Box-Office Alternatives: Passion

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Child 44 (2015) opens Friday and features one of the darkest plots of any Spring release opening wide in recent memory. Focusing on a string of unsolved child murders in soviet Russia, the grim mystery features the always-watchable Noomi Rapace as the film's female lead.

Since hitting it big with The Girl with the Dragon Tattoo (2009), Rapace has deservedly enjoyed a steady career in a variety of complex film roles. It's never anything but a pleasure seeing an actress of Rapace's talent at work, yet I can't help but notice that in so many of her projects, including Child 44, she is usually second fiddle to her male co-stars.

One of the few exceptions is Rapace's work alongside Rachel McAdams in Brian De Palma's sexually charged thriller, Passion (2012). After advertising executive Christine (McAdams) takes credit for an idea from her associate Isabel (Rapace), a personal and professional tug of war between the two women begins, leading to mind-bending consequences.

Adapted by De Palma from a 2010 French film (Crime d'amour), Passion is one of the few De Palma films to feature two female leads as central characters. While they might not have been the focus of his films in the past, the filmmaker has always had a knack for portraying strong and confident women onscreen. Michelle Pfeiffer's ice queen in Scarface (1983), Nancy Allen's streetwise call girl in Dressed to Kill (1980) and even Melanie Griffith's ditzy socialite in The Bonfire of the Vanities (1990) each mixed strength and sexuality in a way which suggested they were not merely an object in a man's world, but rather an equal player.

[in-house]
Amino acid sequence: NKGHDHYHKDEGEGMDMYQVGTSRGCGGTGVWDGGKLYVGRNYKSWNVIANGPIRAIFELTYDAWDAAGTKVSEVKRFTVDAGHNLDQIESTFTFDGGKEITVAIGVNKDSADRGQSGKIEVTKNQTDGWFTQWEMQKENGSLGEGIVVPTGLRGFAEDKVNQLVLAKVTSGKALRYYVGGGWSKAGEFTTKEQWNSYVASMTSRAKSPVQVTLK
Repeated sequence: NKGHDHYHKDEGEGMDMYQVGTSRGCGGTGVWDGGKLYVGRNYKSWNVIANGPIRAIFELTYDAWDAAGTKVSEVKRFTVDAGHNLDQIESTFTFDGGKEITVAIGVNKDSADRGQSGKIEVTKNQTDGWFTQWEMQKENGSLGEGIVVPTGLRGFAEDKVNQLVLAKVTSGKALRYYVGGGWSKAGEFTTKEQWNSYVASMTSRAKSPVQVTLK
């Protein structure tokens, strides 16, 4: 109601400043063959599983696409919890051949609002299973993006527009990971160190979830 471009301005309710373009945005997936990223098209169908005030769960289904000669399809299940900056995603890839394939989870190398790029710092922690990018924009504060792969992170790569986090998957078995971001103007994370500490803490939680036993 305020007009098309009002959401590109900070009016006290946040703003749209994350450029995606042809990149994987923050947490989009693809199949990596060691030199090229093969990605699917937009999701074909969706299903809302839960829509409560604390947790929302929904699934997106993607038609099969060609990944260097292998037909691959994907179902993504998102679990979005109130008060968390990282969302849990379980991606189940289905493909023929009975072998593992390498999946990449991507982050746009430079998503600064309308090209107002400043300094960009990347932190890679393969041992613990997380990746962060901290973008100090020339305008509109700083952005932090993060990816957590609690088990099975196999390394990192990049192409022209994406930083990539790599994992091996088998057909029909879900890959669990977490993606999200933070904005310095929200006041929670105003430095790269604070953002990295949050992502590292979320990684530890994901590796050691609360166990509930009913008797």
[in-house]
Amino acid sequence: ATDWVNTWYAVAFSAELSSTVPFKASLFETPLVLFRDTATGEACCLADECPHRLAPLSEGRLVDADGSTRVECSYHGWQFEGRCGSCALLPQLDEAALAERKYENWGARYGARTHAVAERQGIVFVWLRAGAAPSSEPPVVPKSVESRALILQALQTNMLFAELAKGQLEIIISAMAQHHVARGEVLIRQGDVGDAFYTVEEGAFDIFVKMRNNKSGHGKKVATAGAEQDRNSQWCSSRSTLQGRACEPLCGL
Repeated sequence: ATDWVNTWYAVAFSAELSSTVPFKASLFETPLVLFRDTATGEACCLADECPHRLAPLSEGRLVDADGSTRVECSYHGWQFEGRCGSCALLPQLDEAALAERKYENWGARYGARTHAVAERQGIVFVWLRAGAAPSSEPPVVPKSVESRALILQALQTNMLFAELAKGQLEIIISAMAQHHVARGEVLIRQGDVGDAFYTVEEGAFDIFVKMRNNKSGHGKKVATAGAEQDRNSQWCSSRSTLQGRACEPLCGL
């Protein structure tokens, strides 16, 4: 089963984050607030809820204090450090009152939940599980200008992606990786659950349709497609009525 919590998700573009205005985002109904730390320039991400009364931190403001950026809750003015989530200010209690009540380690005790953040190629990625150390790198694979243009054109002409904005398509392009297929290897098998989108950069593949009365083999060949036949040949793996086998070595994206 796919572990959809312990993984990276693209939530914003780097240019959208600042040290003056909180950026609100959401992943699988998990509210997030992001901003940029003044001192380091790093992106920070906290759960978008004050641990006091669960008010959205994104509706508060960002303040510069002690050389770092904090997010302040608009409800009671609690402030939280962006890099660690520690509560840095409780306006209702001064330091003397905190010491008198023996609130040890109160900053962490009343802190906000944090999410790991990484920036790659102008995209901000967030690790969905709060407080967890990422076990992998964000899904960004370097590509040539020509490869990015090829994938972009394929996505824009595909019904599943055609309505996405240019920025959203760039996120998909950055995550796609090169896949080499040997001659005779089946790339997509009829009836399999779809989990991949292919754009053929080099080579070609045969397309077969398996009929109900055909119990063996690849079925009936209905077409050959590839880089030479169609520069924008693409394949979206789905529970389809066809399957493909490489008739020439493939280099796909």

De Palma continues the trend in Passion by showing two sides of the independent career woman. Both are smart individuals who have all the necessary tools to make it to the top in typically male-dominated roles. Christine is cunning and quick, while Isabel is dedicated and hardworking. Yet the former has found a way to use her sexual allure as almost a tool of intimidation in order to get what she wants, even from Isabel. It would have been incredibly easy for De Palma to load Passion with plenty of love scenes between the film's two leading ladies, yet the director wisely chose to focus on the psychological power struggle between the two of them and the realization that only one can make it to the top.

Shot in Germany, Passion has an undeniable European arthouse thriller feel to it, particularly in the film's second act, which is amplified by DePalma's trademark camera movements and energetic score. At first Passion seems like a standard, yet still interesting, 21st-century climb up the corporate ladder and the secret inner politics of that cutthroat world. When Passion crosses the halfway mark however, the film enters into full Rod Serling mode, becoming a psychological thriller with layer upon highly stylized layer.

De Palma has always had a way of constructing different realities that, though seemingly grounded in the real world, feel as if something is definitely off-center within them. Passion is perhaps his greatest venture into this territory -- the legendary director has crafted a world where the everyday appears normal yet slightly unhinged, from the film's subtle opening to its shocking conclusion.

The critical and commercial response toward Passion was heavily split with some feeling they were watching vintage De Palma, while others dismissed the film as exploitative trash. The response is hardly surprising, given that De Palma has made a career out of polarizing critics and audiences. In doing the research for this week's column, I tried to think of the nature of the erotic thriller today. Jennifer Lopez trying to hide from a neighbor boy who has the hots for her in The Boy Next Door and similar fare seem to represent the genre at the moment. However, Passion is a steadfast reminder that the erotic thriller still exists, carrying not just potent sexuality and genuine suspense.

Where to watch: Passion is currently available for online streaming via Netflix, Amazon Instant Video and iTunes. It's also on DVD and you can rent it locally from Vulcan Video.